Young people’s perspectives on sexual wellbeing and consent6 September 2021
Exploring young people's perspectives on sexual wellbeing and consent, with implications for sexual and reproductive health and rights policy and practice.
Many sexual and reproductive health and rights (SRHR) programmes take a ‘sexual risk perspective’, emphasising the negative consequences of sexual activity, such as sexually transmitted infections, including HIV, unintended pregnancy and sexual violence.
Less emphasis has been placed on the positive or healthy aspects of the development of young people’s sexuality and their sexual experiences. Young people’s sexual wellbeing and their evolving capacity to give and receive sexual consent need to be better understood to be included in SRHR programmes.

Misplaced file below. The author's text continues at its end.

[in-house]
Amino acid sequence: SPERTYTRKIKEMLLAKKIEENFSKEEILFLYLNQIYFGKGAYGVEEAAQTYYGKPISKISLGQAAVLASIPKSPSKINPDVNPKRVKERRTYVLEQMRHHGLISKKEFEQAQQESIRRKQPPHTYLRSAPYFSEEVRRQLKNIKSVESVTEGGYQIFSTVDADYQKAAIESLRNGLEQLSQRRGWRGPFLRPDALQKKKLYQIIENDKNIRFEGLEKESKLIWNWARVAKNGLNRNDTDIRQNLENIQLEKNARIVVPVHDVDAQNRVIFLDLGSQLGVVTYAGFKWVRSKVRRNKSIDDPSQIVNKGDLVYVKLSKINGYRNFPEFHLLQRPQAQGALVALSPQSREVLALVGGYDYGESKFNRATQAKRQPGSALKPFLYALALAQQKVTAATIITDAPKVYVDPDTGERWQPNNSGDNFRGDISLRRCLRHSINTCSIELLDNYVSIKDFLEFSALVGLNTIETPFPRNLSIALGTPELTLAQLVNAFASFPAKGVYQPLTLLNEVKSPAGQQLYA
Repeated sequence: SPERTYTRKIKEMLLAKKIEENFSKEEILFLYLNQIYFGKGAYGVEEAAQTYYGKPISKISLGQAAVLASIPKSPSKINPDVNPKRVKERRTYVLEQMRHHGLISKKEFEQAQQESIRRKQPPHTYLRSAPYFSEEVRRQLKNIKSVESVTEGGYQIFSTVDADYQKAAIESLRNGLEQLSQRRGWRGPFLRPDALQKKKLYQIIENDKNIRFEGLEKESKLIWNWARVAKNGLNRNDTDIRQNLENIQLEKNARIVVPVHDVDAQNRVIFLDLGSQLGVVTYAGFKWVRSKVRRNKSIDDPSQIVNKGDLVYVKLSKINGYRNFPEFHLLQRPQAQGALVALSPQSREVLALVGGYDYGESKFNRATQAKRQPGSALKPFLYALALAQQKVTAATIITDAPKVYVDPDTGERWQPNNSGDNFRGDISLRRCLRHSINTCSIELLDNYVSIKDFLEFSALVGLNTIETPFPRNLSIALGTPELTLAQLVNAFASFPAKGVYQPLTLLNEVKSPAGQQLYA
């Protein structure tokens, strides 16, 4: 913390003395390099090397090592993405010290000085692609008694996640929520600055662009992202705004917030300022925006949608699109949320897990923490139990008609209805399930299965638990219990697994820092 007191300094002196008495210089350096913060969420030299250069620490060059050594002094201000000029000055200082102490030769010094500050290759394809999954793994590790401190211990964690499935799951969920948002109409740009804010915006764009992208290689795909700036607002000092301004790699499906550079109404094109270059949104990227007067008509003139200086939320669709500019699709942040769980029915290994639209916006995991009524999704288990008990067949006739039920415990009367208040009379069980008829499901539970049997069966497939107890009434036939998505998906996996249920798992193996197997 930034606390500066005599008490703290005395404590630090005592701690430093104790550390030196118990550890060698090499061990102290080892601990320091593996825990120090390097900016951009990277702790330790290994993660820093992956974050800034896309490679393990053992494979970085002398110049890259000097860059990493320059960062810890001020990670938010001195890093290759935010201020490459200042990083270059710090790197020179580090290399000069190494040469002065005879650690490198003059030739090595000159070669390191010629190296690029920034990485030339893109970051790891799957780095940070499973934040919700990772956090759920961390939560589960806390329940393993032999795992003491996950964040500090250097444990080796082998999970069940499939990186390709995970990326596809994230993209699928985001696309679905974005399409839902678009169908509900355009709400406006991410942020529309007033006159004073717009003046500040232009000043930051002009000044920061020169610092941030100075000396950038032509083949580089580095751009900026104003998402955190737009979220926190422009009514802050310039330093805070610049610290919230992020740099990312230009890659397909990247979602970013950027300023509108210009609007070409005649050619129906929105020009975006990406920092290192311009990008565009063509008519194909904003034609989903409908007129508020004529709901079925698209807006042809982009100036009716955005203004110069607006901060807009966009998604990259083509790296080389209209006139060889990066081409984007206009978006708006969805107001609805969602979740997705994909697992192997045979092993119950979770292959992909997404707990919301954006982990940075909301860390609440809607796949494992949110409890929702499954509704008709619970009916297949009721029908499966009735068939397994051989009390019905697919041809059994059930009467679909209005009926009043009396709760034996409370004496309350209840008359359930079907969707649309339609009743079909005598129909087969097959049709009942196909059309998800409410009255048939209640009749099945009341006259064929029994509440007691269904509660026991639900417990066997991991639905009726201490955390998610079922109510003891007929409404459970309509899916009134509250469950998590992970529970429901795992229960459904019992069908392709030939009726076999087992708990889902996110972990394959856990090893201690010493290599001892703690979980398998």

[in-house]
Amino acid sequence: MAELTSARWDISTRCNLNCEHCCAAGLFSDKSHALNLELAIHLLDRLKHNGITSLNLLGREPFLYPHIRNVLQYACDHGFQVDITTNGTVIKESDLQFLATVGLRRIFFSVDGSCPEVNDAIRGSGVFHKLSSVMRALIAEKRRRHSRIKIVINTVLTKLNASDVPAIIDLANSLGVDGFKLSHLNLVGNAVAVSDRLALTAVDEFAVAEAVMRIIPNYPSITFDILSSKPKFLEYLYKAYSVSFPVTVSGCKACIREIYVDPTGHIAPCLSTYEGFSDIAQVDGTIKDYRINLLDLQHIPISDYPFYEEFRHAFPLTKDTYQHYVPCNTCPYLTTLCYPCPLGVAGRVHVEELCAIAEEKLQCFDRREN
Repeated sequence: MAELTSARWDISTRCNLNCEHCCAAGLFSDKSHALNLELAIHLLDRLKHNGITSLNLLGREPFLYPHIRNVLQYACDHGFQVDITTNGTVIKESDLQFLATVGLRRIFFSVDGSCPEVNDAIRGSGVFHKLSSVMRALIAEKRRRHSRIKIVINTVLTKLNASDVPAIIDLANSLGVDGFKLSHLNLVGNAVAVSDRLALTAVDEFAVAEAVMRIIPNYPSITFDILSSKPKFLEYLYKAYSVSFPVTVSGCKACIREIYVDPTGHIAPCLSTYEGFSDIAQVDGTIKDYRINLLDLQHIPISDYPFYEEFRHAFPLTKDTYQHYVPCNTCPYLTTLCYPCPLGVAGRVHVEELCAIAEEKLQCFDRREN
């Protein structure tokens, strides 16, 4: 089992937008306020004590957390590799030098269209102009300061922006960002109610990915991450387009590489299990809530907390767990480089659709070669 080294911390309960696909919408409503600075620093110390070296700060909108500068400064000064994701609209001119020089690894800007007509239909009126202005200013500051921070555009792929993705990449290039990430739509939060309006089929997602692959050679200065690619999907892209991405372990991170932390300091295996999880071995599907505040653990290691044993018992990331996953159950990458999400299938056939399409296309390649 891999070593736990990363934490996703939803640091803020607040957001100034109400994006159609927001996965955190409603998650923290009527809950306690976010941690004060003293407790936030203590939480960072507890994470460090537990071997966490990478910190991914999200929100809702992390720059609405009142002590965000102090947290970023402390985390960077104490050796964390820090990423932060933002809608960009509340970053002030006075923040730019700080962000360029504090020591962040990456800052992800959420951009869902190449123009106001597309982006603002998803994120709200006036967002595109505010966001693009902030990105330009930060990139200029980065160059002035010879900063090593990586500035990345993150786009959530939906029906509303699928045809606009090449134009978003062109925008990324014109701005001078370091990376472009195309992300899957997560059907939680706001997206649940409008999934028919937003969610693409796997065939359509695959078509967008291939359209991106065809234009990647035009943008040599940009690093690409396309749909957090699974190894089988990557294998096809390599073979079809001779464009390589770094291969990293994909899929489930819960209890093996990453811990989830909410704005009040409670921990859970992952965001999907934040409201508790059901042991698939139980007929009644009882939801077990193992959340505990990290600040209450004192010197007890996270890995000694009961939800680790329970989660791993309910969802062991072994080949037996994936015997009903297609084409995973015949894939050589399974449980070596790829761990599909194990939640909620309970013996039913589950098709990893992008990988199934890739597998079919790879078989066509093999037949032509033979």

With this in mind, and to inform our programming and advocacy work on SRHR, Plan International commissioned research to explore young people’s perspectives of sexual wellbeing and consent. The research involves a literature review and primary qualitative data collection with young people aged 18 to 24 in Uganda and Ecuador.
The literature review explores young people’s perspectives on sexual wellbeing and consent by looking at relevant scientific and grey literature. The first section discusses the sexual wellbeing framework developed by Kågesten and van Reeuwijk, and summarises different factors relating to sexual wellbeing. The second section presents the empirical evidence on young people’s understanding and experience of sexual consent.
The literature review concludes with a discussion of implications for SRHR policy and practice.
The literature review forms part of a larger research project which also includes findings from data collection in Uganda and Ecuador and a comic and film on young people’s perspectives of sexual wellbeing and consent.
Sexual and reproductive health and rights, Teenage pregnancy